Where Supreme Court’s Flowers Racial Bias Decision Fits Within Spectrum of Rulings

Where Supreme Court’s Flowers Racial Bias Decision Fits Within Spectrum of Rulings


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I’m fairly confident that the Supreme Court got it right in the Curtis Flowers case, in which the high court on Friday tossed out Flowers’ murder conviction.

The court threw out the conviction of Curtis, an African American from Mississippi, because of a prosecutor’s efforts to keep African Americans off the jury. The defendant already has been tried six times and now could face a seventh trial.

It should be noted that, even in today’s hyperpartisan environment, the vast majority of cases that the Supreme Court accepts are decided unanimously: 9–0. All the justices agree on the decision, usually without even separate “concurring opinions.” Sometimes without even writing an opinion, just, “Sorry, the lower court decision stands” or “Go back and rehear this case in light of …” (… being either a particular clause of the Constitution, or a previous decision of the Supreme Court).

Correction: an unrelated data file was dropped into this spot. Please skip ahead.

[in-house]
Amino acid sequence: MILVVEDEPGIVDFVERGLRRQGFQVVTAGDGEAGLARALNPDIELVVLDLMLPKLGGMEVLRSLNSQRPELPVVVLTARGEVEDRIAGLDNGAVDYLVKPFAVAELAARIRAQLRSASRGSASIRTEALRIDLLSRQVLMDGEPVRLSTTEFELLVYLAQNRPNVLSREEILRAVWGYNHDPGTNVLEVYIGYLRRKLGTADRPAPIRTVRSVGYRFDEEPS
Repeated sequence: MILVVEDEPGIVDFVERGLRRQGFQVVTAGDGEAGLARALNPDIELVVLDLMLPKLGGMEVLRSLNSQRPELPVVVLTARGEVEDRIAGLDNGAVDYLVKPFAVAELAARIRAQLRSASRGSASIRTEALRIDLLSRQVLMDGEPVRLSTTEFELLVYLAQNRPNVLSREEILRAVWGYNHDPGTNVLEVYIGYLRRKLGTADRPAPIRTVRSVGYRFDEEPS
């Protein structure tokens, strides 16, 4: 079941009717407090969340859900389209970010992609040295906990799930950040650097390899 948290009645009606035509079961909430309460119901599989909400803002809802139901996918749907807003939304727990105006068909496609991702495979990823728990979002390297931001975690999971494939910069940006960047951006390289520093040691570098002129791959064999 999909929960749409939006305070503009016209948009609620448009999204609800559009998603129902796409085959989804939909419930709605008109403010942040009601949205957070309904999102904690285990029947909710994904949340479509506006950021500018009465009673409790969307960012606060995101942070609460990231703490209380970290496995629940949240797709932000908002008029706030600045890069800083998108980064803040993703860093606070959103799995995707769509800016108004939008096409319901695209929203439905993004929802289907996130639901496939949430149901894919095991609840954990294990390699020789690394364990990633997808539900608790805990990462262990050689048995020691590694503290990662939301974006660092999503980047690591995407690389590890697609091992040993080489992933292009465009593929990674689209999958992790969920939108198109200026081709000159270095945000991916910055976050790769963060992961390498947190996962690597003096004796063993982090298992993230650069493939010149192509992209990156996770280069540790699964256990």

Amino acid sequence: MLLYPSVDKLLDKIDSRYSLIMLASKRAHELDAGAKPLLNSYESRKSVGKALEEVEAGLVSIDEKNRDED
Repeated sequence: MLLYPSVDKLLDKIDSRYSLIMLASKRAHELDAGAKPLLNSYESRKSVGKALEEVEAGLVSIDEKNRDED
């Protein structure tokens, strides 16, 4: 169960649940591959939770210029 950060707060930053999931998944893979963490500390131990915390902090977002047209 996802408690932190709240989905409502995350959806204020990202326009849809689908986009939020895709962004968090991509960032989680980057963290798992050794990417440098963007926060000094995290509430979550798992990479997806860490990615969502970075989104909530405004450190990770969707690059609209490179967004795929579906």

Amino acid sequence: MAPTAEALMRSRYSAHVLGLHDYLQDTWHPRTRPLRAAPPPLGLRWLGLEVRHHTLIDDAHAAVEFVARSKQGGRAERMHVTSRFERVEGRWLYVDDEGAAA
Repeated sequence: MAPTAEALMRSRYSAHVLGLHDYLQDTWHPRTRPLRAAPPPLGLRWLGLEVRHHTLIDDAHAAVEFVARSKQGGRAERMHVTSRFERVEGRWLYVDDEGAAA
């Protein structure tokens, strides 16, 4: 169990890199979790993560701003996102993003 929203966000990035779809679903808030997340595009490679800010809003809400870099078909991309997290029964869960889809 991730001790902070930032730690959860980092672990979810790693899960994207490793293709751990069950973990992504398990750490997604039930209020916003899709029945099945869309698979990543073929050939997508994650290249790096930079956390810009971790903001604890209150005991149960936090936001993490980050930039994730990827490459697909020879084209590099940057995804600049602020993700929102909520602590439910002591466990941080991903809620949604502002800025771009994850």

The fact that this case was decided 7–2 is a strong indicator. The more justices agree, the more likely it is they are right.

As for bringing liberal and conservative justices together, I doubt it will have that effect. As I said, the vast majority of cases have no dissent. When the law and the facts are clear, the “liberal” vs. “conservative” distinction plays little or no role. And in fact that distinction really only matters on a few issues: abortion, First Amendment (free exercise vs. establishment), and voting rights.

On many other issues, like free speech, due process, property rights (5th Amendment “takings” clause”) the justices are divided, but not along the “liberal/conservative” axis.

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